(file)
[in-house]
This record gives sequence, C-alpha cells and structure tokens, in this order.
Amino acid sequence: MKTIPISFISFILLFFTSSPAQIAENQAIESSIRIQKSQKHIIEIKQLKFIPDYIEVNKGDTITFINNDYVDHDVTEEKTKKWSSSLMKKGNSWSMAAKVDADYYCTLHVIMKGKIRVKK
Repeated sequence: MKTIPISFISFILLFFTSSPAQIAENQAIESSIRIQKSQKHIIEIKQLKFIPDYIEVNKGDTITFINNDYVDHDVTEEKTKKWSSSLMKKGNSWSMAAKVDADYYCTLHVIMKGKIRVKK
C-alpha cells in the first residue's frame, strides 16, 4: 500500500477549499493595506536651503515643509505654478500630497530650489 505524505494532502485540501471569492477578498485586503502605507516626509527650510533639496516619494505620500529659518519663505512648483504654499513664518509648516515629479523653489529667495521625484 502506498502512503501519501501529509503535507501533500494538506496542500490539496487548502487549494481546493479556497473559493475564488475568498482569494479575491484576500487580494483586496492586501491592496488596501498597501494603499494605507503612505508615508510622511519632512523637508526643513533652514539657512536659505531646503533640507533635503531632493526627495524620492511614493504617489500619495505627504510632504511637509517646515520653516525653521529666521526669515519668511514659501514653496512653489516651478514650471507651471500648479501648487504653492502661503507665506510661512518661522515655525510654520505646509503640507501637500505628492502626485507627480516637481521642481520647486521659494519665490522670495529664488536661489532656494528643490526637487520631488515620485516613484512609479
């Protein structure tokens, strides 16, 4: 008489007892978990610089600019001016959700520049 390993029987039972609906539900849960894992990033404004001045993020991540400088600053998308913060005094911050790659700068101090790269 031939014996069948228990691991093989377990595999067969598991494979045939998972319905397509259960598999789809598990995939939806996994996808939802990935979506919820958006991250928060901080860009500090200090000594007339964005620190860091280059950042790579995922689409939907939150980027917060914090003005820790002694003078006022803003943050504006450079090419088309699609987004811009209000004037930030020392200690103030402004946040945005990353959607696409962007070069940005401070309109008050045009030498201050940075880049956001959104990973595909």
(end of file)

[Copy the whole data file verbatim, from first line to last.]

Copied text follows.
[in-house]
This record gives sequence, C-alpha cells and structure tokens, in this order.
Amino acid sequence: MKTIPISFISFILLFFTSSPAQIAENQAIESSIRIQKSQKHIIEIKQLKFIPDYIEVNKGDTITFINNDYVDHDVTEEKTKKWSSSLMKKGNSWSMAAKVDADYYCTLHVIMKGKIRVKK
Repeated sequence: MKTIPISFISFILLFFTSSPAQIAENQAIESSIRIQKSQKHIIEIKQLKFIPDYIEVNKGDTITFINNDYVDHDVTEEKTKKWSSSLMKKGNSWSMAAKVDADYYCTLHVIMKGKIRVKK
C-alpha cells in the first residue's frame, strides 16, 4: 500500500477549499493595506536651503515643509505654478500630497530650489 505524505494532502485540501471569492477578498485586503502605507516626509527650510533639496516619494505620500529659518519663505512648483504654499513664518509648516515629479523653489529667495521625484 502506498502512503501519501501529509503535507501533500494538506496542500490539496487548502487549494481546493479556497473559493475564488475568498482569494479575491484576500487580494483586496492586501491592496488596501498597501494603499494605507503612505508615508510622511519632512523637508526643513533652514539657512536659505531646503533640507533635503531632493526627495524620492511614493504617489500619495505627504510632504511637509517646515520653516525653521529666521526669515519668511514659501514653496512653489516651478514650471507651471500648479501648487504653492502661503507665506510661512518661522515655525510654520505646509503640507501637500505628492502626485507627480516637481521642481520647486521659494519665490522670495529664488536661489532656494528643490526637487520631488515620485516613484512609479
């Protein structure tokens, strides 16, 4: 008489007892978990610089600019001016959700520049 390993029987039972609906539900849960894992990033404004001045993020991540400088600053998308913060005094911050790659700068101090790269 031939014996069948228990691991093989377990595999067969598991494979045939998972319905397509259960598999789809598990995939939806996994996808939802990935979506919820958006991250928060901080860009500090200090000594007339964005620190860091280059950042790579995922689409939907939150980027917060914090003005820790002694003078006022803003943050504006450079090419088309699609987004811009209000004037930030020392200690103030402004946040945005990353959607696409962007070069940005401070309109008050045009030498201050940075880049956001959104990973595909």